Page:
The interwebs is already a scary place, but the health/fitness/nutrition interwebs are both confusing and terrifying. On a daily basis, we’re bombarded with conflicting scientific studies championing one lifestyle while demonizing another. We’re affronted with a flurry of self-proclaimed ‘wellness experts’ with zero educational or scientific background, shouting from the social media rooftops that eating 30 bananas a day or all raw food or bone broth or organ meat is the answer to all of your health problems.
Sugar doesn’t cause diabetes; fat does! Sugar causes diabetes and cancer! Cut out carbs to cure that ‘mental fog’! All sugar is evil! Stevia is the sweetener we’ve all been looking for! Stevia is the same as all other sweeteners!
The reason this industry succeeds in confusing every possible ingredient and/or food group is because Americans are easy prey. Most of us are sick, all of us have a family history of health problems, and nobody wants to bring on cancer because they couldn’t afford the organic spinach.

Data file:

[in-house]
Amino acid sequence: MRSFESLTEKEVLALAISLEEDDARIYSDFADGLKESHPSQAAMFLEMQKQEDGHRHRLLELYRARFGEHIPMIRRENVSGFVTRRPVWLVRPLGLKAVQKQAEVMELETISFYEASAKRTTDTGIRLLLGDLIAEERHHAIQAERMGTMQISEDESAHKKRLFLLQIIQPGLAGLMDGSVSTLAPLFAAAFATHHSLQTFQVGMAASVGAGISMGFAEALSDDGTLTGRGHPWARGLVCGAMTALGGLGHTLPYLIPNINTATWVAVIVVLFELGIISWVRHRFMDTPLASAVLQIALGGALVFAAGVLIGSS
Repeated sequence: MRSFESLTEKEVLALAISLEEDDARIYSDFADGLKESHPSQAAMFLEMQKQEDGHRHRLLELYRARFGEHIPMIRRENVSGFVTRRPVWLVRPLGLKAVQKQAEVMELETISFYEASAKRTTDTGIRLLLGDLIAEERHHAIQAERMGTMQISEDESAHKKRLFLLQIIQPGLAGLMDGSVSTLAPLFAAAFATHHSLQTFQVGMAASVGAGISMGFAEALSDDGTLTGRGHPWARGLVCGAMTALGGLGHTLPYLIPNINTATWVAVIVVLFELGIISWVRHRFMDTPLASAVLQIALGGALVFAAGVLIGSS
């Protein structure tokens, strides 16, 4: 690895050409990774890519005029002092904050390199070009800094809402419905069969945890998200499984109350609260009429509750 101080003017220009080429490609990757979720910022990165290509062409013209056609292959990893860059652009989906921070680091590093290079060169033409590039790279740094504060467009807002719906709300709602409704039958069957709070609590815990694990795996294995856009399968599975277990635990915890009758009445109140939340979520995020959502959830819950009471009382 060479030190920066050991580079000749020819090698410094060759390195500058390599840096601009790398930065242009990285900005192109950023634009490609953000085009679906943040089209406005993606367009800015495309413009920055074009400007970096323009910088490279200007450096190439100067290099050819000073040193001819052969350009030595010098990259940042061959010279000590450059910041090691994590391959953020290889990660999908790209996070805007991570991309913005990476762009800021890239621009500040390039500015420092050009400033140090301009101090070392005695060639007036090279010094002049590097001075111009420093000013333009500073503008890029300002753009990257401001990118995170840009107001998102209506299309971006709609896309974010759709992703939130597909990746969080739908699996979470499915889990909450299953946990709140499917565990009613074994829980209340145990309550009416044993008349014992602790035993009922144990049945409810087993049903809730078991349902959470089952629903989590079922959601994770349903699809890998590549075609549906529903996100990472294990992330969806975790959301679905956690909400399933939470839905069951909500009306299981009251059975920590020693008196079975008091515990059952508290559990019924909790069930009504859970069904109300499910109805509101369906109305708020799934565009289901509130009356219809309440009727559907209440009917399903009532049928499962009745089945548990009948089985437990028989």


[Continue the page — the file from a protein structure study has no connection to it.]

It’s something that has personally terrified me for as long as I can remember. As a slightly chubby kid and a curvy, muscular woman, the learned desire to not gain weight runs very deep. I want to be healthy, avoid chronic diseases and cancer, and not be crazy-stressed obsessive about food.
But, I am very obsessed with food. I’m terrified that my non-organic apples will fill my fat cells with scary toxins that will shorten my life. I’m concerned about getting enough protein; I’m alarmed by meat and dairy products. And, above all, I am very freakin confused.
A few days a go, I had a major food meltdown – which I didn’t even know was a thing, but it is. I’ve cried on the bathroom floor for many reasons, but so far, confusion over food has not been one of them; this time, though, it was.
I feel frustrated and betrayed by the general chaos and conflicting information thrown in my face every time I turn on the radio or tv, peruse podcasts, or scroll through Instagram or Facebook. More than that, I’m tired of these platforms toying with my deep-seated fears and emotions.
The truth is that I am an adult, and able to make my own choices. I innately know what’s best not only for my physical health, but my mental health as well. (Cuase that’s very important, too!) I don’t need anyone to tell me what’s right and wrong, because I’ve been living in this body my entire life. I know what it likes; what bothers it; what drives it crazy into a food meltdown.
Sorry, health and fitness industry – but I’ve got this.